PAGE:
In a market where consumers are demanding instant gratification from brands, the importance of supply chain to a business’s success has never been greater. However, a shortage of certified supply chain professionals remains a problem for the industry. With the “first generation” of supply chain professionals preparing to retire, businesses will need to invest in new talent to fill roles across logistics, operations, planning, procurement, and more. Today’s supply chain industry is not only relatively young — it’s also changing rapidly, leading to a lack of professionals willing, or even capable enough, to carry the torch. What should the supply chain industry be doing to encourage the best talent?
Why The Supply Chain Shortage Exists
There seem to be two major forces driving supply chain’s talent shortage:
How to Solve the Talent Shortage Problem
There are two ways the supply chain industry can nurture a new generation of talent. The first is by ensuring that there are educational opportunities within schools and universities. Outreach programs targeting high school students can provide visibility and awareness about the perks of a supply chain career.
Today, options for studying supply chain are a bit more varied than they were 20 years ago. They range from majoring in supply chain management to taking it as a minor along with a Business degree. Schools like MIT and Michigan State have adopted programs that help students make the tricky move from studying supply chain and logistics to building a career in them. MIT recently introduced a supply chain micro-master's program. Students can earn credits towards a supply chain management master's degree online, after which they take an exam. Those who pass the exam then gain entry to MIT, where they can complete their Master’s degree in one semester. With growing interest in CSR, more students may opt to go to school for specialized programs like "supply chain sustainability."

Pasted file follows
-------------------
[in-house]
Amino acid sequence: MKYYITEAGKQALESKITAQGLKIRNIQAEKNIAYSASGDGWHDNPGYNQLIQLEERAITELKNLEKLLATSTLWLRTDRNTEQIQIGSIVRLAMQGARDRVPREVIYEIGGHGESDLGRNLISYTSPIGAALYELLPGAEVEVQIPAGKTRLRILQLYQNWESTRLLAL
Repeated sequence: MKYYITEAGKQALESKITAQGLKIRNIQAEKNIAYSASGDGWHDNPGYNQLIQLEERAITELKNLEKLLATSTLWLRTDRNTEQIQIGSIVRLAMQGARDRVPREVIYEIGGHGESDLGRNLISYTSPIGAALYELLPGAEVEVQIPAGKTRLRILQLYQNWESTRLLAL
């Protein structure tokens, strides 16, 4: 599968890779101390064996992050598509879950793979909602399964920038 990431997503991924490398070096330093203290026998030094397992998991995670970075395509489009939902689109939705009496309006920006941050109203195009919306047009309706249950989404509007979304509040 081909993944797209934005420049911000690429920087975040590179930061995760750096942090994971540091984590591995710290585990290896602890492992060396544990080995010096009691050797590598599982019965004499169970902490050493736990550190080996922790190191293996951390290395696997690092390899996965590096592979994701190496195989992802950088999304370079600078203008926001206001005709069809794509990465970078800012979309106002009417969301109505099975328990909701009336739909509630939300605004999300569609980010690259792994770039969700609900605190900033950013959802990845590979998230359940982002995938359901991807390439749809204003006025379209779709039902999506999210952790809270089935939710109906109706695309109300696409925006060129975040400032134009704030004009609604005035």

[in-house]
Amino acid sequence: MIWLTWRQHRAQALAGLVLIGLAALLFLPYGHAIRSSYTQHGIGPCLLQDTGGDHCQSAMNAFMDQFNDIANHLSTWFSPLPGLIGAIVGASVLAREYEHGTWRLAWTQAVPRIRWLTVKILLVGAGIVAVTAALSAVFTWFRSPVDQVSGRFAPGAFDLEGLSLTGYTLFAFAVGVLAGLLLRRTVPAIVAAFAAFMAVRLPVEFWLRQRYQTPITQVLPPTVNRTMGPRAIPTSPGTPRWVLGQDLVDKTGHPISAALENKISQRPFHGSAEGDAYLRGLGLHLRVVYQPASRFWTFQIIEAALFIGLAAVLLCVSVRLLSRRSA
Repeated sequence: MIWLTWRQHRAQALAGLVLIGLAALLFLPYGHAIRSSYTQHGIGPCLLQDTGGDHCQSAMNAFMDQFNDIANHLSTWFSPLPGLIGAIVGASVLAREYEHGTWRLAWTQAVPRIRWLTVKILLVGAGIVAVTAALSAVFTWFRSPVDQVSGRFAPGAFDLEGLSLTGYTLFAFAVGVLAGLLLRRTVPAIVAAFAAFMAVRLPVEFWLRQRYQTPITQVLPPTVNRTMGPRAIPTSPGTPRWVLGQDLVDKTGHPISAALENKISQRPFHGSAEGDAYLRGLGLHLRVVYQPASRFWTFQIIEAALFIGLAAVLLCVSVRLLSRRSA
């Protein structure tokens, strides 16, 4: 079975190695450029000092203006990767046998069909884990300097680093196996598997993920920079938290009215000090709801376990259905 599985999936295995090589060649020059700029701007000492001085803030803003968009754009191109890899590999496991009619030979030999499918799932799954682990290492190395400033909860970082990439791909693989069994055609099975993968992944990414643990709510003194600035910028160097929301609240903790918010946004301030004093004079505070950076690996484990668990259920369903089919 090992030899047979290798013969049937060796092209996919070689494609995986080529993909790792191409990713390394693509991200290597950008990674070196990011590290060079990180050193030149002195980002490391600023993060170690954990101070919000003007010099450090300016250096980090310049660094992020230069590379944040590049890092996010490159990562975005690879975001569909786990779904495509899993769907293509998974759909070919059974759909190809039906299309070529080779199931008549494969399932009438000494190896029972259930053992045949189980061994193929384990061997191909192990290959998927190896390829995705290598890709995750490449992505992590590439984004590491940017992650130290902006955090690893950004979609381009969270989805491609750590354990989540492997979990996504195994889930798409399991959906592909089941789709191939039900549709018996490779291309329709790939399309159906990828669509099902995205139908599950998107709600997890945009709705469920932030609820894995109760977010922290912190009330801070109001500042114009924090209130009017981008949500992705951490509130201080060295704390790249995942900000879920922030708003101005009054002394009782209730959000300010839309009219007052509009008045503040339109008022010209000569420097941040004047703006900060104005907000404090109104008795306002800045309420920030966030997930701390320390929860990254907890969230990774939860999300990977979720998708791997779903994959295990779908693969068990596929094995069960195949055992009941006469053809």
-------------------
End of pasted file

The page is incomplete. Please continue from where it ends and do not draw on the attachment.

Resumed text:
The second way businesses can nurture supply chain talent is by providing more learning opportunities in the workplace. Offering internships, mentorship programs, and other training opportunities are all ways to encourage a culture of learning. And it’s not just advisable for recent graduates or new employees — high-performing employees from within a company who show an acumen for supply chain-related skills should also be encouraged to take these learning opportunities, and be offered counseling on making a shift into a supply chain role. Training on-site is a practical solution given the dynamic nature of today’s supply chains. There are already a variety of programs offered by companies which focus less on building supply chain skills from the ground up and more on building upon what the candidate already has to offer.
Programs like these are great signs that becoming a certified supply chain professional will be more straightforward in the near future. We, for one, think there's never been a better time for a career in supply chain — especially for the young and digital-savvy.
Read more tips about how to fix the supply chain talent shortage here.
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